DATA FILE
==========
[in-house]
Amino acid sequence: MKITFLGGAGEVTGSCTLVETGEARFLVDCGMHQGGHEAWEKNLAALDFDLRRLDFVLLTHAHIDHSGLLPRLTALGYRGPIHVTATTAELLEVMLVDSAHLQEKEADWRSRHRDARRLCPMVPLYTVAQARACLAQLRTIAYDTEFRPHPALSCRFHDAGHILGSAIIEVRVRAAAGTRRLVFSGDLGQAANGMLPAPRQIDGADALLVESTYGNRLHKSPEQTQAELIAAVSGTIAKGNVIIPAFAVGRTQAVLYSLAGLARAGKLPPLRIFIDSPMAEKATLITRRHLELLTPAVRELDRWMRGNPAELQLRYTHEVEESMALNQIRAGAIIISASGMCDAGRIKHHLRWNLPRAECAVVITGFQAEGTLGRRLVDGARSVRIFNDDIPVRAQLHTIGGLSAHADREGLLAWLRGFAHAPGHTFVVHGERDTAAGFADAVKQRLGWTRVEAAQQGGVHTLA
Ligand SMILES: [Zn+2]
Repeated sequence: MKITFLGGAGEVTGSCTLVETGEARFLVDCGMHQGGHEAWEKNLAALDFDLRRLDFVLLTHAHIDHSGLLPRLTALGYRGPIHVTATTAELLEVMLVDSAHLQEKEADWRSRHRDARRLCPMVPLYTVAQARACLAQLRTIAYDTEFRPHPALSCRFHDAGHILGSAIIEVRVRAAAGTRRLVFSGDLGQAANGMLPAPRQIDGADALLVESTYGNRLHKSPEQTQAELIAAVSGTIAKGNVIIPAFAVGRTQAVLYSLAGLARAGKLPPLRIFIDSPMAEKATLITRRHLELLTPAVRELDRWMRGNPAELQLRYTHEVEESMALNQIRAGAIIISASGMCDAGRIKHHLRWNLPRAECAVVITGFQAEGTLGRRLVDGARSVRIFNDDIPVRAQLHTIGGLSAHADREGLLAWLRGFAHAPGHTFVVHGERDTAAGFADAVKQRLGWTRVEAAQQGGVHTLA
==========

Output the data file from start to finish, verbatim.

[in-house]
Amino acid sequence: MKITFLGGAGEVTGSCTLVETGEARFLVDCGMHQGGHEAWEKNLAALDFDLRRLDFVLLTHAHIDHSGLLPRLTALGYRGPIHVTATTAELLEVMLVDSAHLQEKEADWRSRHRDARRLCPMVPLYTVAQARACLAQLRTIAYDTEFRPHPALSCRFHDAGHILGSAIIEVRVRAAAGTRRLVFSGDLGQAANGMLPAPRQIDGADALLVESTYGNRLHKSPEQTQAELIAAVSGTIAKGNVIIPAFAVGRTQAVLYSLAGLARAGKLPPLRIFIDSPMAEKATLITRRHLELLTPAVRELDRWMRGNPAELQLRYTHEVEESMALNQIRAGAIIISASGMCDAGRIKHHLRWNLPRAECAVVITGFQAEGTLGRRLVDGARSVRIFNDDIPVRAQLHTIGGLSAHADREGLLAWLRGFAHAPGHTFVVHGERDTAAGFADAVKQRLGWTRVEAAQQGGVHTLA
Ligand SMILES: [Zn+2]
Repeated sequence: MKITFLGGAGEVTGSCTLVETGEARFLVDCGMHQGGHEAWEKNLAALDFDLRRLDFVLLTHAHIDHSGLLPRLTALGYRGPIHVTATTAELLEVMLVDSAHLQEKEADWRSRHRDARRLCPMVPLYTVAQARACLAQLRTIAYDTEFRPHPALSCRFHDAGHILGSAIIEVRVRAAAGTRRLVFSGDLGQAANGMLPAPRQIDGADALLVESTYGNRLHKSPEQTQAELIAAVSGTIAKGNVIIPAFAVGRTQAVLYSLAGLARAGKLPPLRIFIDSPMAEKATLITRRHLELLTPAVRELDRWMRGNPAELQLRYTHEVEESMALNQIRAGAIIISASGMCDAGRIKHHLRWNLPRAECAVVITGFQAEGTLGRRLVDGARSVRIFNDDIPVRAQLHTIGGLSAHADREGLLAWLRGFAHAPGHTFVVHGERDTAAGFADAVKQRLGWTRVEAAQQGGVHTLA